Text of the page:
Two British journalists working for Vice News have been charged by a court in Turkey of "working on behalf of a terrorist organisation." Jake Hanrahan and Philip Pendlebury had been detained along with their colleague Mohammed Ismael Rasool in the southeastern city of Diyarbakir last week. They had been filming clashes between Kurds and the Turkish police.
Vice News Head of News Kevin Sutcliffe said: "Today the Turkish government has levelled baseless and alarmingly false charges of 'working on behalf of a terrorist organisation' against three Vice News reporters, in an attempt to intimidate and censor their coverage. Vice News condemns in the strongest possible terms the Turkish government's attempts to silence our reporters who have been providing vital coverage from the region."
Amnesty International also condemned the Turkish actions. In a statement the group said: "It is completely proper that journalists should cover this important story. The decision to detain the journalists was wrong, while the allegation of assisting Islamic state is unsubstantiated, outrageous and bizarre."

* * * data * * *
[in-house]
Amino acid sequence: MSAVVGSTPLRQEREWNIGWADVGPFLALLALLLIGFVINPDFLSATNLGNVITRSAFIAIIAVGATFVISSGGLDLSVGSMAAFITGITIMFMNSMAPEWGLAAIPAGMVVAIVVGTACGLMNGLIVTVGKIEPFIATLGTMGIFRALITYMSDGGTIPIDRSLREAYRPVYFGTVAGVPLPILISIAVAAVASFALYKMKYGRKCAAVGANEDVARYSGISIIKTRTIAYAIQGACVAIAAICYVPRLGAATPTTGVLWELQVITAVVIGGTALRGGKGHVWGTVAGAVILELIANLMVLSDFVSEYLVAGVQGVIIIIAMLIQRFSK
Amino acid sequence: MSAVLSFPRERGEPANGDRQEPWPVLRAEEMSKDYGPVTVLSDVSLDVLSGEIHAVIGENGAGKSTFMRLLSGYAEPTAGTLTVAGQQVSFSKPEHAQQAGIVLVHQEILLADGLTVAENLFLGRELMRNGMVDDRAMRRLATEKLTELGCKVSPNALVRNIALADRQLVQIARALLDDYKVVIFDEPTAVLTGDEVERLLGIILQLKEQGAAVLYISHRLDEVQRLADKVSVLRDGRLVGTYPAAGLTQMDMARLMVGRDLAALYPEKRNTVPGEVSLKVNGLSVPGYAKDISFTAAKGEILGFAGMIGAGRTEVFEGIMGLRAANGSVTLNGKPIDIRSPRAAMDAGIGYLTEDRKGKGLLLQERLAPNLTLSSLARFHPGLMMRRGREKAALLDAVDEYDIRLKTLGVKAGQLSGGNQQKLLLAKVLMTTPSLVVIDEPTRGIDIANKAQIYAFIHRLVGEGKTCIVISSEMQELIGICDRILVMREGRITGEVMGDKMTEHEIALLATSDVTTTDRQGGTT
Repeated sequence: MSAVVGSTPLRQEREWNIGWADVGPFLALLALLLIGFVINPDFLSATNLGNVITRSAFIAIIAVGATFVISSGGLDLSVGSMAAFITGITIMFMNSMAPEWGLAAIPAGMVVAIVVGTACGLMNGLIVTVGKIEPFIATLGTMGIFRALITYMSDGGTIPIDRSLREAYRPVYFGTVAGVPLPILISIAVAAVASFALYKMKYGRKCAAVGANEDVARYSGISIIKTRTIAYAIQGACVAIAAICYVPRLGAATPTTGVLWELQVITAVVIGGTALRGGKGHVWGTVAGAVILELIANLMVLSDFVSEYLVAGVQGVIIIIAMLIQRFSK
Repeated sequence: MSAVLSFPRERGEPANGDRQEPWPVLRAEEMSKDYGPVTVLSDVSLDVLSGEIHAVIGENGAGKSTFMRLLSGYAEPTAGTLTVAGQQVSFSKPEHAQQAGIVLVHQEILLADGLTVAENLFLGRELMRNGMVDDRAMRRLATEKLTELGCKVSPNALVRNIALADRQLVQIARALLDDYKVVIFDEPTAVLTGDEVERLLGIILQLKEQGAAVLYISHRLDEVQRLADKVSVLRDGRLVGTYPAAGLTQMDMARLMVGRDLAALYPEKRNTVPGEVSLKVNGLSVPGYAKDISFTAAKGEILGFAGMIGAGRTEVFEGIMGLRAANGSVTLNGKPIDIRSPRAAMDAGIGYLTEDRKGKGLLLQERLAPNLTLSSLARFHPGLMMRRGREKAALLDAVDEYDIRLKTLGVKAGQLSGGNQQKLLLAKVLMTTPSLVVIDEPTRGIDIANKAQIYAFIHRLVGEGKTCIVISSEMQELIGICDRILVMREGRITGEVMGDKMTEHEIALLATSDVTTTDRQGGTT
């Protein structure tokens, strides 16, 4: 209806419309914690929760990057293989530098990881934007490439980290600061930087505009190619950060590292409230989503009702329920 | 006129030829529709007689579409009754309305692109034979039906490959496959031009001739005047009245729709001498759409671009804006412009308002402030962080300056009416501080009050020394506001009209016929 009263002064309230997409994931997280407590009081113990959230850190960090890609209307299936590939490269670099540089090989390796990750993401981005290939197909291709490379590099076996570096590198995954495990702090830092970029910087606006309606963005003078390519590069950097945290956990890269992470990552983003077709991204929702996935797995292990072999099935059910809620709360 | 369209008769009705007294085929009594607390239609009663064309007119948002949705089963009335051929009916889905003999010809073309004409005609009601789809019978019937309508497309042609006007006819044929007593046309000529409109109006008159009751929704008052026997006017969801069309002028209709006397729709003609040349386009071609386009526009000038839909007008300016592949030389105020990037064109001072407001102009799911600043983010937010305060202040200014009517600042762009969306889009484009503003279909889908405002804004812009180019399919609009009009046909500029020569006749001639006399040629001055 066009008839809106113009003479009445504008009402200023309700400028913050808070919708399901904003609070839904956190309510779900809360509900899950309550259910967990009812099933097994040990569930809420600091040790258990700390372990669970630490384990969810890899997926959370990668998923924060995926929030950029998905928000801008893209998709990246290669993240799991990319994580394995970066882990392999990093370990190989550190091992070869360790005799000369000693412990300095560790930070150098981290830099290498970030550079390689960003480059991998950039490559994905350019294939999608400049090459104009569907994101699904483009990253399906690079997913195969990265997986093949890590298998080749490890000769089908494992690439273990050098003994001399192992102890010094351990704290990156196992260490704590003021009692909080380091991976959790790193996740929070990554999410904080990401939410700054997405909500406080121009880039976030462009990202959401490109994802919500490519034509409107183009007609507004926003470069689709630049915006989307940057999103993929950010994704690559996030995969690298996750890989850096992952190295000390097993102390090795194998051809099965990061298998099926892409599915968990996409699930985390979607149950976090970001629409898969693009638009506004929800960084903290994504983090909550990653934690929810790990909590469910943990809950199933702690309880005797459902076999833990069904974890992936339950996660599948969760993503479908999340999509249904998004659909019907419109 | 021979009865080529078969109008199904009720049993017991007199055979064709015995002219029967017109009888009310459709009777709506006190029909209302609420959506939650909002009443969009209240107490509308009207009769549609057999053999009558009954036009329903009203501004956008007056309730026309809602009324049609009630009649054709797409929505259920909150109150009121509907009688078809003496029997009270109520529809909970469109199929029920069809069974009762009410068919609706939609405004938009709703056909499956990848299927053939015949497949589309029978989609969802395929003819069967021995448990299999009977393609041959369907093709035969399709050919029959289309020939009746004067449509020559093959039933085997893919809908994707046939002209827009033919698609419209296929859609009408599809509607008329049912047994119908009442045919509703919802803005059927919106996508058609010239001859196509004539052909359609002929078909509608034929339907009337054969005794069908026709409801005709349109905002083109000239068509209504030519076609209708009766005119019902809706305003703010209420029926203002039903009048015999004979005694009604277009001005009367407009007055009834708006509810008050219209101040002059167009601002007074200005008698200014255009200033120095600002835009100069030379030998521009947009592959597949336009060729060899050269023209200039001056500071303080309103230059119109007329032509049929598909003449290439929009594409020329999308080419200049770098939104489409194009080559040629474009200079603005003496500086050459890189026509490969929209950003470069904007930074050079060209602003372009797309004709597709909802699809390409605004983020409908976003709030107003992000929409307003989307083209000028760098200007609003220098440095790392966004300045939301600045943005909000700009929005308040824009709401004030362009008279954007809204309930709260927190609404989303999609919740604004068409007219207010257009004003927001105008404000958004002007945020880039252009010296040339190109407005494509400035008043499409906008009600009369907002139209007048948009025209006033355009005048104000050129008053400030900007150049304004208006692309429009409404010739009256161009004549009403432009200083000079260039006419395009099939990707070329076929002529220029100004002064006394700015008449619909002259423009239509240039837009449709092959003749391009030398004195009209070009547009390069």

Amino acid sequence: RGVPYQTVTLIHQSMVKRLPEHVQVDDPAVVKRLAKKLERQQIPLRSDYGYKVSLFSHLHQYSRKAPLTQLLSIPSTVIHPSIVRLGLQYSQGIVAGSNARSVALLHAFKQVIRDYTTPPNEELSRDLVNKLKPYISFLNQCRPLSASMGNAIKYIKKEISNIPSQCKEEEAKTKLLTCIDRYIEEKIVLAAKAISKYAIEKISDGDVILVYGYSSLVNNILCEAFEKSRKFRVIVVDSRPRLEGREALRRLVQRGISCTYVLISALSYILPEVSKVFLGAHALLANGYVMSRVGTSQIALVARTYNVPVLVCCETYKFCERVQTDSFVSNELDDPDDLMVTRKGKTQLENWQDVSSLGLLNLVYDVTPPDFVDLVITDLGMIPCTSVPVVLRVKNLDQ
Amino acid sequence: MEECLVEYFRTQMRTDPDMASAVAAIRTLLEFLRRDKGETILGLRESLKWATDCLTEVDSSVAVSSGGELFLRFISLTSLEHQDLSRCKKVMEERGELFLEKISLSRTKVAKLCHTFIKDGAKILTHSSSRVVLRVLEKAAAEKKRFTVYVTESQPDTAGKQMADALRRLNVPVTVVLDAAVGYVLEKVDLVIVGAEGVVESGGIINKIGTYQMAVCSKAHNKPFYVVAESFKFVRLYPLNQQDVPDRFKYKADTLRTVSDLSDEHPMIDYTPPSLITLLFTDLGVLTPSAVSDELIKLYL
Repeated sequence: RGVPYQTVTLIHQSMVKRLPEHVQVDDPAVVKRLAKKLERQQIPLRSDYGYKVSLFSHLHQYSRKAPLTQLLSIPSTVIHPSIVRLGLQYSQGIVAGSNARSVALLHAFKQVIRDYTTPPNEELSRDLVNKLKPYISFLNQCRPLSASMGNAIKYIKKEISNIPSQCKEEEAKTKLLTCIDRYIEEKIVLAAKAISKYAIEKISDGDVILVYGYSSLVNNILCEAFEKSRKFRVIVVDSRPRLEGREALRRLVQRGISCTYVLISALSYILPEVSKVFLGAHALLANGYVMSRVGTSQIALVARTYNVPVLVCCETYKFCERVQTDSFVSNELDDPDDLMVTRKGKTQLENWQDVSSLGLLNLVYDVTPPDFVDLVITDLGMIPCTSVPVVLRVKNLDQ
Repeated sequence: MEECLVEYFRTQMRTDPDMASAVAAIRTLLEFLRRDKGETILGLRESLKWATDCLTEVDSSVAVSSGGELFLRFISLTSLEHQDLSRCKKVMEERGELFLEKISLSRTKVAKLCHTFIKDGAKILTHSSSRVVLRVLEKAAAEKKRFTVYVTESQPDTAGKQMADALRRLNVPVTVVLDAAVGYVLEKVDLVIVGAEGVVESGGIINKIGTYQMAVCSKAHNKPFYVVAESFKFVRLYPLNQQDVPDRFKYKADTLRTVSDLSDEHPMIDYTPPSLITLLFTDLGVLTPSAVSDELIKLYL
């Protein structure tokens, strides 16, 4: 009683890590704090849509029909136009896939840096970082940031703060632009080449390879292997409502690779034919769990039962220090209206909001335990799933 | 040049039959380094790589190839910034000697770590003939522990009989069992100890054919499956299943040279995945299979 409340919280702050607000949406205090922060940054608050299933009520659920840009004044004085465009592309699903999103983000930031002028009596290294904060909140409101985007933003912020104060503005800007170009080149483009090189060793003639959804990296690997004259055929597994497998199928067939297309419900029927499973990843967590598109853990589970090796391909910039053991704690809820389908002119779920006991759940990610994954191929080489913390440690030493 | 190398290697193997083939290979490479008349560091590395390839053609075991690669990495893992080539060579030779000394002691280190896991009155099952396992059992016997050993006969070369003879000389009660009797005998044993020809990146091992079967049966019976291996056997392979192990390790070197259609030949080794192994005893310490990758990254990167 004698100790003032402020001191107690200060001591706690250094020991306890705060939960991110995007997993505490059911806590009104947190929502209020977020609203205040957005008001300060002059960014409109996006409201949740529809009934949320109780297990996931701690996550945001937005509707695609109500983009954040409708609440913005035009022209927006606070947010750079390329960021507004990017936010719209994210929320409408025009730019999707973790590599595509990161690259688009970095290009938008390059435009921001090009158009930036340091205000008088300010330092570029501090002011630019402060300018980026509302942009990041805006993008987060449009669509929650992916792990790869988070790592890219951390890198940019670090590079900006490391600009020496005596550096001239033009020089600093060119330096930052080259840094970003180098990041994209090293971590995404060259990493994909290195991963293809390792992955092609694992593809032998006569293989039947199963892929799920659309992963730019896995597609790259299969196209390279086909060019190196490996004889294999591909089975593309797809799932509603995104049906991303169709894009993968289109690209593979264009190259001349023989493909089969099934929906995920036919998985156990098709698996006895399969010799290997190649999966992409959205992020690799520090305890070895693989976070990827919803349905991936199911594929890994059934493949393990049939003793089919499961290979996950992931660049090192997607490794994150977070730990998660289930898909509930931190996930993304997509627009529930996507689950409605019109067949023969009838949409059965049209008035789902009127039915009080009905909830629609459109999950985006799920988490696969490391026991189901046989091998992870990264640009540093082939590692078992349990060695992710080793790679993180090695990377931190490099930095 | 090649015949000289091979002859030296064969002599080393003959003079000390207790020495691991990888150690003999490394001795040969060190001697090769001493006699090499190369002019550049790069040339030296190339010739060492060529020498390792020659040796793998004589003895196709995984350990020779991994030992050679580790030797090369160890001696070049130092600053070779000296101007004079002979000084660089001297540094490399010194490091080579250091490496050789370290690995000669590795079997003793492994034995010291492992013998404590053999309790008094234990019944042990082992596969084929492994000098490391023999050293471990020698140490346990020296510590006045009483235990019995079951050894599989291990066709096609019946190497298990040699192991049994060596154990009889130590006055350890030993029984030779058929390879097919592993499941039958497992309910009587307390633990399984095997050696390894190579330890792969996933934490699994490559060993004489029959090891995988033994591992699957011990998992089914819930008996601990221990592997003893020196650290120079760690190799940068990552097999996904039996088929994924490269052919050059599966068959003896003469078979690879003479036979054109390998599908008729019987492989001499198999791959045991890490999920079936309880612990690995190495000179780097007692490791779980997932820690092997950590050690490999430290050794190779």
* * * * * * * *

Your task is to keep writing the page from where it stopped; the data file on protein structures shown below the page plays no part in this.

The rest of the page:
The president of English PEN Maureen Freely condemned Turkish President Recep Eerdogan who she said was attempting once again to suppress the media. Erdogan, she said, has "intensified his efforts to crush all critical coverage, but most particularly coverage of the escalating conflicts in the predominantly Kurdish southeast."
Nina Ognianova from the Committee to Protect Journalists (CPJ) also condemned the move saying: "The renewed clashes between Turkish security forces and Kurdish separatists in the volatile southeast are of public interest to both domestic and international audiences. Authorities ought to protect, not gag journalists on the job."
The Turkish government has long been accused of harassing journalists in a bid to prevent them reporting on the plight of the Kurds. Earlier this year Dutch journalist Frederike Geerdink was charged with aiding the Kurdish PKK by making "terrorist propaganda". Although acquitted her case remains pending.